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WQAD.com

Heavy rain threat finally heading out Friday

The threat for additional heavy rain is quickly coming to an end. Here’s when a much quieter pattern will finally take hold.

We are long overdue for a break from this stormy, water logged pattern and that break is still on track to arrive Friday.

Heavy rain threat finally heading out Friday

It has been such an active couple of weeks across Iowa and Illinois with widespread areas receiving at least two to five inches of rain and in most cases more. This has renewed river flooding for nearly all local rivers, including the Mississippi River here in the Quad Cities. The heavy rain hasn't been the only threat though, as we've experienced bouts of severe weather, too.

Heavy rain threat finally heading out Friday

The Mississippi River here in the Quad Cities will continue rising through Saturday and that is when the next crest is scheduled to arrive. With the recent heavy rains, the crest forecast has now increased to a possible maximum of 22 feet, just shy of the newly set record from weeks prior. Thankfully, the threat for additional widespread heavy rain is coming to an end, so it appears very unlikely that we will once again reach or set a new record.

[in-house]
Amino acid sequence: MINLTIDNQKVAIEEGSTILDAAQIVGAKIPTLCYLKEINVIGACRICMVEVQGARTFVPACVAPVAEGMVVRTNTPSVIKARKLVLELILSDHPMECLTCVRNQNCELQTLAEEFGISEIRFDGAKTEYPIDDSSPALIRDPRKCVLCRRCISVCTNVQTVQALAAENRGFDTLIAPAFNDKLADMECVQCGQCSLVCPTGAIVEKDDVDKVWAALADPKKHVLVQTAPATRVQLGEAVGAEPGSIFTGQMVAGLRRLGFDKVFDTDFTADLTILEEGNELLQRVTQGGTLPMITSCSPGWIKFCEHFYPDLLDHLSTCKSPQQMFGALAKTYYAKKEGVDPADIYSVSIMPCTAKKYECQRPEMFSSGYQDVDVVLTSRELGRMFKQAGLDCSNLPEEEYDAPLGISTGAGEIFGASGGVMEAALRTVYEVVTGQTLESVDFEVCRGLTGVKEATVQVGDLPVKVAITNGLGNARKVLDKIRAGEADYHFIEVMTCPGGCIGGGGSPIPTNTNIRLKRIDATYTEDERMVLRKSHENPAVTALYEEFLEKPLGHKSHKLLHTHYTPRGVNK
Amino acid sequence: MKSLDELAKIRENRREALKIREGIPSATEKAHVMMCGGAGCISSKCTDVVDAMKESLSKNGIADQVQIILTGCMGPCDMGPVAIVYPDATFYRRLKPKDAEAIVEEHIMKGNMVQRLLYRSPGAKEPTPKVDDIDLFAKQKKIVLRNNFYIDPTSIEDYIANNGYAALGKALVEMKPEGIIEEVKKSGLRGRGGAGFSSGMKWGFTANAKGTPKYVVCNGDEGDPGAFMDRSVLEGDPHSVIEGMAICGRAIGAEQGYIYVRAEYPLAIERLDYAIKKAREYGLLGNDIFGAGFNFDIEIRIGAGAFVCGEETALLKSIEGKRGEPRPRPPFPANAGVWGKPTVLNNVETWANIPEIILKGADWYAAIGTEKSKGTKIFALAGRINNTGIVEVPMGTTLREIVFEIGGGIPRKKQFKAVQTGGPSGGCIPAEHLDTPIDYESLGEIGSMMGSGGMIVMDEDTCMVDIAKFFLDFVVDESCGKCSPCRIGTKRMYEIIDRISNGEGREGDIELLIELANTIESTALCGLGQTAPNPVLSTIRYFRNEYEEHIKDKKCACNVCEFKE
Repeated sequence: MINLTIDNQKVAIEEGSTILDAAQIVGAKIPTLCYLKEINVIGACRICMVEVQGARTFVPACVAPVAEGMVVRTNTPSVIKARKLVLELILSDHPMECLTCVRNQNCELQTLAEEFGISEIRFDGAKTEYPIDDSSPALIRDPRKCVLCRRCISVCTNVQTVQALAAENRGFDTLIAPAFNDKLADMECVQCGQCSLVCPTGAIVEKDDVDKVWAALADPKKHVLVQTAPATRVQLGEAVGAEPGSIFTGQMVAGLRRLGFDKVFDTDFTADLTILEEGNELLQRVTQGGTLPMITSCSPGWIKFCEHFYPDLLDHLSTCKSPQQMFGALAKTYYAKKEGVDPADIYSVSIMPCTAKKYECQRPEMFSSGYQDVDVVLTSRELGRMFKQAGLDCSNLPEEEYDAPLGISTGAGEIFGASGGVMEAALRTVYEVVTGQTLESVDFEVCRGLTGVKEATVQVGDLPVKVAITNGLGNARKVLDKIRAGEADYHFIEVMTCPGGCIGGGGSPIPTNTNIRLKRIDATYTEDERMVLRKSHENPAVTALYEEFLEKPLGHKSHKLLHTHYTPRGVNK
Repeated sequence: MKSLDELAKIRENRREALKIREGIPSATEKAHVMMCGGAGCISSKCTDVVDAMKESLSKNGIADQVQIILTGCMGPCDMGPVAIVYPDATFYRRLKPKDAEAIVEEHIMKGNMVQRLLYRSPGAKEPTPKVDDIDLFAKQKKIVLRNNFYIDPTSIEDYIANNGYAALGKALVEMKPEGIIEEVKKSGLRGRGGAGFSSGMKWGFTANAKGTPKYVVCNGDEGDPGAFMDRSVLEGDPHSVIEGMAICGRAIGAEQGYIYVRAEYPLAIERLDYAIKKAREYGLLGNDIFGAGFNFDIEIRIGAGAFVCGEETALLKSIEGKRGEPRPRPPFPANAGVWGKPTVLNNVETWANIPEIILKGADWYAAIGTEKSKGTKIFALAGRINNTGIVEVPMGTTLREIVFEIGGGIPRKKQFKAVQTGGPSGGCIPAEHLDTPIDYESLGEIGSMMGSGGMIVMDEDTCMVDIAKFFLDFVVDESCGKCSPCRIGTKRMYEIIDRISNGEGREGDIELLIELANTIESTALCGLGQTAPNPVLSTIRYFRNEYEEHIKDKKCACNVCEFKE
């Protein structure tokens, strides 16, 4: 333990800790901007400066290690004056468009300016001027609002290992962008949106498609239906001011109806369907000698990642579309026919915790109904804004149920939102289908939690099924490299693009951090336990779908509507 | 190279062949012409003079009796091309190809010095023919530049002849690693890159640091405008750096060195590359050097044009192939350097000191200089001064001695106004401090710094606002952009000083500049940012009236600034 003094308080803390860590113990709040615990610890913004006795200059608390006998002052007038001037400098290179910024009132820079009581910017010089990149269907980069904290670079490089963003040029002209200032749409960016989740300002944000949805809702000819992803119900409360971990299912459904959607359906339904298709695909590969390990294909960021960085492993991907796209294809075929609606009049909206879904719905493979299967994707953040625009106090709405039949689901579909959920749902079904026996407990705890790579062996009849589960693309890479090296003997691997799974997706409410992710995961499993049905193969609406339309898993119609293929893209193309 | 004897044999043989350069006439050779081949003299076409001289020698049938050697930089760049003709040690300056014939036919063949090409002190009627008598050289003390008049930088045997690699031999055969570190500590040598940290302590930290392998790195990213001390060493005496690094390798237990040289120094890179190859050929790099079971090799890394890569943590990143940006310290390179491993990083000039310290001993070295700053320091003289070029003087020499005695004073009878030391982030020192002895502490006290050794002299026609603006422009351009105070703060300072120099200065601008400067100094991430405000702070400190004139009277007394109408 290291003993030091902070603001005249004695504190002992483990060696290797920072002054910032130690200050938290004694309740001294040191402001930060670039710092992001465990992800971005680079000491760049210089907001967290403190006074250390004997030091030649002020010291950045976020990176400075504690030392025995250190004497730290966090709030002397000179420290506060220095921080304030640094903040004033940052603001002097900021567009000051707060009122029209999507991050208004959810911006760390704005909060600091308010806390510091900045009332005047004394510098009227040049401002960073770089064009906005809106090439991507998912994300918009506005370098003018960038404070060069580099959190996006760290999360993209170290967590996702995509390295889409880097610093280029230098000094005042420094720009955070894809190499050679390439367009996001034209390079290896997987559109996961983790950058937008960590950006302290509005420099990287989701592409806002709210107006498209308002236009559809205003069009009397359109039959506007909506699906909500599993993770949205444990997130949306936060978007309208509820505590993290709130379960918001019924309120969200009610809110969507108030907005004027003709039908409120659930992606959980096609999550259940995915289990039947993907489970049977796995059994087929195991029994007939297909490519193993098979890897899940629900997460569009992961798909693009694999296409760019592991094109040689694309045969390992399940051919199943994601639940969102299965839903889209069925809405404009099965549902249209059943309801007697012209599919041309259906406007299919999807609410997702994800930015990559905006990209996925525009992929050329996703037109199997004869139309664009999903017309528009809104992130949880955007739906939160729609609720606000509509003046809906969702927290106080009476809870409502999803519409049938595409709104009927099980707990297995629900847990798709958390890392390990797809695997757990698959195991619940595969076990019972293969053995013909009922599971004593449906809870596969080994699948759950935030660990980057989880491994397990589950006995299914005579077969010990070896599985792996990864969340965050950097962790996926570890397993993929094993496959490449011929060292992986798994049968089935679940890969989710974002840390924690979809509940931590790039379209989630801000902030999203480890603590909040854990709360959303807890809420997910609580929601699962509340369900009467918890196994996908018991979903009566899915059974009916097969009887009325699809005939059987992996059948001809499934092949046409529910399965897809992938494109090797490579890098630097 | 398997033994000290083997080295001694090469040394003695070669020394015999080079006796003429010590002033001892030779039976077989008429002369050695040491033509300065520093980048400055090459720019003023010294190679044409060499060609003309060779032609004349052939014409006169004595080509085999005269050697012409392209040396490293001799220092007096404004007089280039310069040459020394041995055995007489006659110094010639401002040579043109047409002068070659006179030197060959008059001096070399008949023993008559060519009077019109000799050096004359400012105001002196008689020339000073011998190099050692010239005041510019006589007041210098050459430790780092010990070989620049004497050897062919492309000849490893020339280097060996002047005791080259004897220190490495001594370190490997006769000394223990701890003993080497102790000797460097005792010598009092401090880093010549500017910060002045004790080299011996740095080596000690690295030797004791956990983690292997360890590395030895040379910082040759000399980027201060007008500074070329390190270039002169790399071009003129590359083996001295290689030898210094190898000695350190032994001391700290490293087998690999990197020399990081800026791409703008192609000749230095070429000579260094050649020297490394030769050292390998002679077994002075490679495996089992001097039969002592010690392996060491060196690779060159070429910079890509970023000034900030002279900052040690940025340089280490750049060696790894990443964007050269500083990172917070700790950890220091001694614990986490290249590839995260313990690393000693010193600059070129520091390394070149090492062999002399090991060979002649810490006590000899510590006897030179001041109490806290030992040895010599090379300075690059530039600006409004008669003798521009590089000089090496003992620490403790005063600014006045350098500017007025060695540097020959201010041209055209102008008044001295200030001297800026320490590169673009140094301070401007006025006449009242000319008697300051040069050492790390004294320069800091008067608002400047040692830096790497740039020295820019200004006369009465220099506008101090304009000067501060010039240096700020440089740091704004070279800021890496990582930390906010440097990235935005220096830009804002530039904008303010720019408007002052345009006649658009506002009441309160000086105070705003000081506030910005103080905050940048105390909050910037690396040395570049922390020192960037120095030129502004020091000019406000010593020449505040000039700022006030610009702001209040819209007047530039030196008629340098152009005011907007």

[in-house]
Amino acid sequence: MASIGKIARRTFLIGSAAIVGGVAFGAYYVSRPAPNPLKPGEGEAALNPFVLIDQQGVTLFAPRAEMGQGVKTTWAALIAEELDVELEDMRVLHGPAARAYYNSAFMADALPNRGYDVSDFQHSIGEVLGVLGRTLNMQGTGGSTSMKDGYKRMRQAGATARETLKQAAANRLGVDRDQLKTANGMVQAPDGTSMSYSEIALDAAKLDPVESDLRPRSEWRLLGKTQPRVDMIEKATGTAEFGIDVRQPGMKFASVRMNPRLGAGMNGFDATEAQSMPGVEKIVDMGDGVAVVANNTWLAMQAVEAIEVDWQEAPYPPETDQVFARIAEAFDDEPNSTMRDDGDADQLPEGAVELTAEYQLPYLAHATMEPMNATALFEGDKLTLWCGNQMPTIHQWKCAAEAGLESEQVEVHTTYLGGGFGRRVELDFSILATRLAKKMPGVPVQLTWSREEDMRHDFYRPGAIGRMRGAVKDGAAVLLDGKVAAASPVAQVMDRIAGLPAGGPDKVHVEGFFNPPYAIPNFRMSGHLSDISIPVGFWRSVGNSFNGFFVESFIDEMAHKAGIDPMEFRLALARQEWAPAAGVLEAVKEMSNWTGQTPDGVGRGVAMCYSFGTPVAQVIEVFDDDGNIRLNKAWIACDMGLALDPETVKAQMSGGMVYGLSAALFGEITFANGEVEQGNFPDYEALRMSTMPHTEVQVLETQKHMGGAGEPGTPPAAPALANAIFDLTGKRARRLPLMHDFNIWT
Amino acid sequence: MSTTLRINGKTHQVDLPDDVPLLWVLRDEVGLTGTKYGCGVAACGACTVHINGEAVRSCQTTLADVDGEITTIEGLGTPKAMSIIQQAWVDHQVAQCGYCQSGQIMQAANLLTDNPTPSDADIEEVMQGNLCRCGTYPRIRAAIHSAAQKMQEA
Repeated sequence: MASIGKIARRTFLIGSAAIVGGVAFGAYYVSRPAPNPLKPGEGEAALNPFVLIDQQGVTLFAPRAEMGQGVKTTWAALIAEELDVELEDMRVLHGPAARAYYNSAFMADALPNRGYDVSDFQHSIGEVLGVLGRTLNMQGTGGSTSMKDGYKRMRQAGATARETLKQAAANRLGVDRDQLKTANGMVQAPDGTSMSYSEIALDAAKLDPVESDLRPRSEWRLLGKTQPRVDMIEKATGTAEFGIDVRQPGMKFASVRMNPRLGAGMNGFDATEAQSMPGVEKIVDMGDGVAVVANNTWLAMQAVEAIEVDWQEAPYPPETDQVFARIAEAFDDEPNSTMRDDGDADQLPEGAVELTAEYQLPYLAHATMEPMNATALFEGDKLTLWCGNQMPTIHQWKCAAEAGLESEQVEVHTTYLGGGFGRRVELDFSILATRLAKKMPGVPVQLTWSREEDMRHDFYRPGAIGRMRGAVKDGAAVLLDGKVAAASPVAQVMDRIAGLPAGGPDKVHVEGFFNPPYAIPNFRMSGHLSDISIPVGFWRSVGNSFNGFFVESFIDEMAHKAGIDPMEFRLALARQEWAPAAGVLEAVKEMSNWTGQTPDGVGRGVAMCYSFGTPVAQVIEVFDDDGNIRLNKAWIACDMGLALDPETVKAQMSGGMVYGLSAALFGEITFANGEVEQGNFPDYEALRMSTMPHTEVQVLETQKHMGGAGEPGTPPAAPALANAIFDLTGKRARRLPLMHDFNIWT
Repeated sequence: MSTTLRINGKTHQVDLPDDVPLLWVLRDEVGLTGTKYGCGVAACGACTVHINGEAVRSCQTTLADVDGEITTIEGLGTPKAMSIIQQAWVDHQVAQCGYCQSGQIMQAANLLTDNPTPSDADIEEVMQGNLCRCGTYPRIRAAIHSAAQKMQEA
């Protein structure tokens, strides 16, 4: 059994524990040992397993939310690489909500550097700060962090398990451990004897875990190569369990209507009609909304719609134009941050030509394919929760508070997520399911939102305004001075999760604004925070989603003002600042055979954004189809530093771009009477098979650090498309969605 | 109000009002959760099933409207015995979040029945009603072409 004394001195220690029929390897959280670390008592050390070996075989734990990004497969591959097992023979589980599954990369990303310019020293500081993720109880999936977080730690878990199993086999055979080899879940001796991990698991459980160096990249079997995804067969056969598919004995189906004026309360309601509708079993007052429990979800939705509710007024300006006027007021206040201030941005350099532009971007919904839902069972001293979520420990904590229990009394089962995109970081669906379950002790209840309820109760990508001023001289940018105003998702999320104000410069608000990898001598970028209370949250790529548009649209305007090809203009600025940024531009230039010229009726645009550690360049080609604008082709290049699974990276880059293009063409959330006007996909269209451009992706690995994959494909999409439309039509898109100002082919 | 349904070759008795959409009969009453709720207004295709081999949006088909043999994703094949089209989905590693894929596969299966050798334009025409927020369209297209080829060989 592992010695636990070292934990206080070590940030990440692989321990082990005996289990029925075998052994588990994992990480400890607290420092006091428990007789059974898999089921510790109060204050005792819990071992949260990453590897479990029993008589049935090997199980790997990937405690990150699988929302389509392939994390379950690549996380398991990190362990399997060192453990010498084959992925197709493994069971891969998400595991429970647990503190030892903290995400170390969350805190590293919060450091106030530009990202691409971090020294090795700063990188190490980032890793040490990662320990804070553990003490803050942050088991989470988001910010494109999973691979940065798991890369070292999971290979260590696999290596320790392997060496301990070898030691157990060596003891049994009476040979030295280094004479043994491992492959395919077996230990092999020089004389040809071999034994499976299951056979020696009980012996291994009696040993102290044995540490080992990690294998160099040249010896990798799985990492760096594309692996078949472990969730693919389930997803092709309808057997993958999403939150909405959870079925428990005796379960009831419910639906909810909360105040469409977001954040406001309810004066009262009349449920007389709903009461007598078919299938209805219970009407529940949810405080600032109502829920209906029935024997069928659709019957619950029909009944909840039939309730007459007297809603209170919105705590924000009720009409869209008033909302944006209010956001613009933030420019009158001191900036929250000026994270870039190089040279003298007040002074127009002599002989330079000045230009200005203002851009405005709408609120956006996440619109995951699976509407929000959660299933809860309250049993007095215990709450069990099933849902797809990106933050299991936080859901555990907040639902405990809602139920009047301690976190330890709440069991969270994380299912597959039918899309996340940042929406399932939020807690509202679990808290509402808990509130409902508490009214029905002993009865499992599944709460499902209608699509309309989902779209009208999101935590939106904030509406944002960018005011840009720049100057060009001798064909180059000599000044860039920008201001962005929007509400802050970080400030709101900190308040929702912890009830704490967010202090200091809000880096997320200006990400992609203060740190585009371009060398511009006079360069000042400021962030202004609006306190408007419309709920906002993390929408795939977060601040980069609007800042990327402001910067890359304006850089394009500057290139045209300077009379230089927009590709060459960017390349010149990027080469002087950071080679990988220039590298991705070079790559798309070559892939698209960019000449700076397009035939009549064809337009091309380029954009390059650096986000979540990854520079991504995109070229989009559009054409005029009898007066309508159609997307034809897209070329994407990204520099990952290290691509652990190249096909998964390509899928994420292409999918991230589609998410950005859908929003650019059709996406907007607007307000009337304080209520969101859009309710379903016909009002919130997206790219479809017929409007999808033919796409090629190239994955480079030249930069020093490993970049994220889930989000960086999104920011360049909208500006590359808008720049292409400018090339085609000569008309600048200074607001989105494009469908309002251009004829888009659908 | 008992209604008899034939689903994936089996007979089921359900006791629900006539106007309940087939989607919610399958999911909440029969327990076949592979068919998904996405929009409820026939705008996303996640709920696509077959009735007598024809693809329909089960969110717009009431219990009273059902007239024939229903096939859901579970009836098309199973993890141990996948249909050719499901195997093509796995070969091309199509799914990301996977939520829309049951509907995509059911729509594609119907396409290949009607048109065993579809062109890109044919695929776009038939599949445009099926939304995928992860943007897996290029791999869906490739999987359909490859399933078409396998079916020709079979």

Heavy rain threat finally heading out Friday

The Rock River in Moline, however, will come fairly close to a record crest by the weekend. The record stands at 16.5 feet and the crest forecast calls for 16 feet by Saturday morning.

Heavy rain threat finally heading out Friday

Even though we still have a shower and storm chance in the forecast for Saturday, the good news is that the Gulf of Mexico will be completely cut off from this next round of rain, and torrential rainfall rates are not going to materialize. While some locally heavy downpours will be likely, widespread, significant rainfall will not be occurring with this next round.

Looking out even further into much of next week, it appears the dry pattern will hold strong with rain chances not returning to the forecast picture until at least Wednesday. Before then, temperatures will be warm and conditions dry, which will hopefully begin the process of repairing some of the flood-ravaged farm fields all across the Quad Cities.

Meteorologist Andrew Stutzke

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